Development Trends in the Alps

 

Integrated Development Indicators

Municipalities with Growth Vitality

In tables 11 and 12 as well as on maps 9 and 10, municipalities with growth vitality are presented on the one hand, and municipalities with structural and development weaknesses on the other. Municipalities with growth vitality include those that, as a basic parameter, experienced a population increase between 1981 and 2001. In addition, three further growth parameters were defined:

  • High proportion of the population at working age (15 to 64 years old): > 75th percentile = those municipalities in which the percentage of working age population is in the top quarter of all Alpine municipalities.
  • Significant increase in the number of buildings: > 75th percentile = those municipalities in which the percentage growth in number of buildings is in the top quarter of all Alpine municipalities.
  • High quota of incoming commuters: > 75th percentile = those municipalities in which the quota of incoming commuters is in the top quarter of all Alpine municipalities.

71.5% of all Alpine municipalities had an increase in population between 1981 and 2001. 28.5% of Alpine municipalities fulfilled one further growth parameter, 12.7% of Alpine municipalities fulfilled two further growth parameters, and 148 municipalities – that is 2.6% of all Alpine municipalities – fulfilled three further growth parameters. These municipalities include for instance: Mäder (A), Laax (CH), Les Gets (F), Postal/Burgstall (I) und Ravne (SI). Many of the municipalities that, over the period 1981 und 2001, fulfilled two or three of the further parameters are located in NUTS-3 regions with medium regional gross domestic product, for example in the western Alps. A number of these municipalities are located in areas with high GDP, for example western Austria, South Tyrol and Engadine. A further group is located in areas with low GDP, for example in the Slovenian Alps (see maps 8 and 9 in this regard).

Beispiel
Map 9: Growth parameters in municipalities in the Alpine arc (Source: CIPRA 2007). Click on the image to enlarge it.

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Further Readings & Links

BOESCH (2000)
Standort Alpen: Modernisierungsprozesse im Alpenraum zwischen Markt und Politik.

Municipalities with Structural and Developmental Problems

Municipalities with structural and developmental weaknesses include those in which the total population decreased between 1981 and 2001. Population change (in this case decline) is again the basic parameter. The three additional parameters for weaknesses in structure and development are:

  • Small municipality: population < 300.
  • Low proportion of the population at working age (15 to 64 years old): < 25th percentile = those municipalities in which the percentage of working age population is in the bottom quarter of all Alpine municipalities.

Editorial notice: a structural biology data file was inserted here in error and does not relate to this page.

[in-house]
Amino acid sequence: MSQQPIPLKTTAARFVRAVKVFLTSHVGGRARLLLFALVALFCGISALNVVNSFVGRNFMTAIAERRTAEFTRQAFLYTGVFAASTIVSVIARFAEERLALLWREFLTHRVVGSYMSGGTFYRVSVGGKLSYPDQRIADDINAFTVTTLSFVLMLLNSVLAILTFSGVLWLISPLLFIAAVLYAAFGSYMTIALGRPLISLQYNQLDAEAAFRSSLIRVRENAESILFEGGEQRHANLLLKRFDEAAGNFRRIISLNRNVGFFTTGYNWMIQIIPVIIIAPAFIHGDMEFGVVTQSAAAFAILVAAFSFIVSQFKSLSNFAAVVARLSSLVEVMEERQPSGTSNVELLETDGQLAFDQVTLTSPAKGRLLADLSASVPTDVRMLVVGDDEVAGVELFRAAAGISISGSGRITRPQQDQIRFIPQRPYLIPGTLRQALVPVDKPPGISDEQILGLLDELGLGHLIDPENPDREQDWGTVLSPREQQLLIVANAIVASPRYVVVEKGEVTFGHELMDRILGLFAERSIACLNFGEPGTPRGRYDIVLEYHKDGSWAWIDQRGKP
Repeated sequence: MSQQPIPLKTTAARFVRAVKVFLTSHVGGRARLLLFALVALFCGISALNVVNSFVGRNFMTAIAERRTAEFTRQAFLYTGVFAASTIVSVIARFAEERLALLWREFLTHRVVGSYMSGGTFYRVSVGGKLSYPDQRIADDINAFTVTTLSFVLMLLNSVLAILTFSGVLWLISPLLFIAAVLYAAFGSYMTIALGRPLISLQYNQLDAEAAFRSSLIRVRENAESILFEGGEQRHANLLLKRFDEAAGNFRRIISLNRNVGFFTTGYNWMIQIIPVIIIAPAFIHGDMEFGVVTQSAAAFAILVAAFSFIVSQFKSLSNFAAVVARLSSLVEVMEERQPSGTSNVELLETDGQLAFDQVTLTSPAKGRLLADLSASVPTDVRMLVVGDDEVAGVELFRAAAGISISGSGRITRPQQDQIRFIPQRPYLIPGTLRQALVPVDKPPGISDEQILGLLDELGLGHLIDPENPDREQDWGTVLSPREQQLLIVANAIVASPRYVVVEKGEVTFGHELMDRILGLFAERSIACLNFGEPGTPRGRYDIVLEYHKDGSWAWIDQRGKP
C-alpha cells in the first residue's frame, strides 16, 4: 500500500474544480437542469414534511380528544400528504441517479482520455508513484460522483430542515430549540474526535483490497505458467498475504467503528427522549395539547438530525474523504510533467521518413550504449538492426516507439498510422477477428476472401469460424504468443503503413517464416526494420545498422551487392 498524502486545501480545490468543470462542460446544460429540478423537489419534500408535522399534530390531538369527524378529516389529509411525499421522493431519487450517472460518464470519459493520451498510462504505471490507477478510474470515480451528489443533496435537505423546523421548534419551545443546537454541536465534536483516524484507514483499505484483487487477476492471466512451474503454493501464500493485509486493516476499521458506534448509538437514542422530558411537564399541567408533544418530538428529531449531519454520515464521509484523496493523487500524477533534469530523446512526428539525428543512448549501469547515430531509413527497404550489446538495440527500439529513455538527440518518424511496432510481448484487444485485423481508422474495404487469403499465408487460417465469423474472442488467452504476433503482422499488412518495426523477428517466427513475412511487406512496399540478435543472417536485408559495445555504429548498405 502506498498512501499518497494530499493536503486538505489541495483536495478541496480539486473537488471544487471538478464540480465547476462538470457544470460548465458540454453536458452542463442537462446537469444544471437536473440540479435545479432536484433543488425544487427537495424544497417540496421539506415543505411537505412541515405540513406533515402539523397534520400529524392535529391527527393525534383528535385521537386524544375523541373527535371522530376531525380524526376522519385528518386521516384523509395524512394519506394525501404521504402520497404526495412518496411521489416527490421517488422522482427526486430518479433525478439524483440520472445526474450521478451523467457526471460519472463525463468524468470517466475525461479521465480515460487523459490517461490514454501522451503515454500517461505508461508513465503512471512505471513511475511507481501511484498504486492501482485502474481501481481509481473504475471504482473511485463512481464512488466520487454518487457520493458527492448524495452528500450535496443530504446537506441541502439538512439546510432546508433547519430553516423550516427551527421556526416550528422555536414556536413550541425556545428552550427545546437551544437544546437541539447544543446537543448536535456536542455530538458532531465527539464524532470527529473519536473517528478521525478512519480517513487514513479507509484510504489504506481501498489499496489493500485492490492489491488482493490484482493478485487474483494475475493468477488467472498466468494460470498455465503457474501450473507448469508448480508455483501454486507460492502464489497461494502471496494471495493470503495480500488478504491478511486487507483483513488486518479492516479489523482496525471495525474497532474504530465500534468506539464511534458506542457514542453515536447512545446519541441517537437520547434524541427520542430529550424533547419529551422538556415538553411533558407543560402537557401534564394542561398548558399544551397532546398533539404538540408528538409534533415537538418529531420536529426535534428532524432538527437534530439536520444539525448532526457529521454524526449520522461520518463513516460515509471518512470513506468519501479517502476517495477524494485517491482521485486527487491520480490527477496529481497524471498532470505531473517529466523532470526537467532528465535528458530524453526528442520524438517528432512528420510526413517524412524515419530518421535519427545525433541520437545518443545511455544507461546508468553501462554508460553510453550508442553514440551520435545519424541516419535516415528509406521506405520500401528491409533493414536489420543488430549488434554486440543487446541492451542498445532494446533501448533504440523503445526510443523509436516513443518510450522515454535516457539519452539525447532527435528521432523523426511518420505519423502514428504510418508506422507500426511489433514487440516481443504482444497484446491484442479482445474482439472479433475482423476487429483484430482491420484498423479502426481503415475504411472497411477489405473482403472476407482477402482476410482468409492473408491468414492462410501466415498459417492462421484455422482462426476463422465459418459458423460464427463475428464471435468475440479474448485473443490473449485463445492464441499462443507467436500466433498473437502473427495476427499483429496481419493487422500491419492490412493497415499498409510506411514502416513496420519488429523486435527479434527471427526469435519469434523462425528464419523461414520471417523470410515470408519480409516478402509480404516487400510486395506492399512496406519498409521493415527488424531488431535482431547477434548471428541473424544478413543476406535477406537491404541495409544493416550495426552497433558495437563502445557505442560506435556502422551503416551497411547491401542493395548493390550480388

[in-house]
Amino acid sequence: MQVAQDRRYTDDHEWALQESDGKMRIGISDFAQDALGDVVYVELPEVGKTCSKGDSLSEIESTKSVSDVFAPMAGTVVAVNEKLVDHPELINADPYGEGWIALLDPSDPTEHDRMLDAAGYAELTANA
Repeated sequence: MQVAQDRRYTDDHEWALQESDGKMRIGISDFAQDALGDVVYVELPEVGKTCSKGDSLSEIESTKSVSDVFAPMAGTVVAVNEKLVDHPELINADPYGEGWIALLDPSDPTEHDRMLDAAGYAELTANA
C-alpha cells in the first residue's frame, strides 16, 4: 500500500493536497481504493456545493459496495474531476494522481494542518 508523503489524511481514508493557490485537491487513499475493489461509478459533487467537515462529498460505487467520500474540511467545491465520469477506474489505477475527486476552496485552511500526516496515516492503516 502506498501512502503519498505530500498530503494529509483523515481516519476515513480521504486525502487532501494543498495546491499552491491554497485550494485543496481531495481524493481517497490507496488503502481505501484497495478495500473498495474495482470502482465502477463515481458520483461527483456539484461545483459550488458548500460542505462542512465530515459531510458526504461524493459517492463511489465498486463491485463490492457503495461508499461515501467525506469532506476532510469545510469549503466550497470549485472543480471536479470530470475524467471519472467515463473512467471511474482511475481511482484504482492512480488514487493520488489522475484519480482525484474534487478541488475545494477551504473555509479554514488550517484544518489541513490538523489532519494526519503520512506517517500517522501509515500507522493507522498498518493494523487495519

• High quota of outgoing commuters: > 75th percentile = those municipalities in which the quota of outgoing commuters is in the top quarter of all Alpine municipalities.

28.5% of all Alpine municipalities experienced population decline either between 1981 and 2001 or between 1991 und 2001. 10.3% of Alpine municipalities fulfil one additional "weakness parameter", while 5.9% fulfil two. Only 30 of all Alpine municipalities, or 0.5%, fulfil all three additional "‘weakness parameters". These municipalities include Auressio (CH), Bonvillaret (F) und Seppiana (I). Many of the municipalities that, over the period from 1981 to 2001, fulfilled two or three additional "‘weakness parameters" are located in NUTS-3 regions with medium or low GDP (Ligurian Alps, Piedmont, East Tyrol, Lower Tauern, eastern foothills of the Alps). Of municipalities fulfilling two or three additional "weakness parameters" there are almost none that are located in NUTS-3 regions with high GDP.

Beispiel
Map 10: Weakness parameters in communities the Alpine arc (Source: CIPRA 2007). Click on the image to enlarge it.

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Alpine Key Data

In tables 11 and 12 a range of key data for the Alps from 1981 to 2001 has been summarised from all the preceding tables. Population and jobs increased overall by 11% and 14% respectively. However, 27% of all Alpine municipalities experienced a declining population between 1981 and 2001. The proportion of Alpine municipalities that suffered job losses in the last 20 years even exceeds 40%. Almost 63% of Alpine municipalities can be considered to have an excessively aged population. In 2001 the regional gross domestic product per capita was about 25,000 €, unemployment was at 6%. Between 1981 and 2001 there is an enormous growth in the number of buildings: +33.9%. The negative commuter balanced increased from 1991 to 2001 by 17% and is at almost 0.5 million people in 2001. Both the agricultural population and the number of agricultural enterprises have declined by over 40% in the last 20 years. Agriculturally utilised grassland areas in the Alps have reduced in size between 1991 and 2001 by approx. 74,000 hectares. This represents a decline of 2%.

Beispiel
Table 11: Key development data for the Alps 1981-2001. (Source: Adapted from CIPRA 2007).
1) Not including Italy and Slovenia, 2) Reduced sample due to limited data availability

Beispiel
Table 12: Key development data for the Alps 2001. (Source: Adapted from CIPRA 2007).
1) Not including Italy and Slovenia, 2) Based on the regional delimitation used by the Alpine Convention,
3) Reduced sample due to limited data availability
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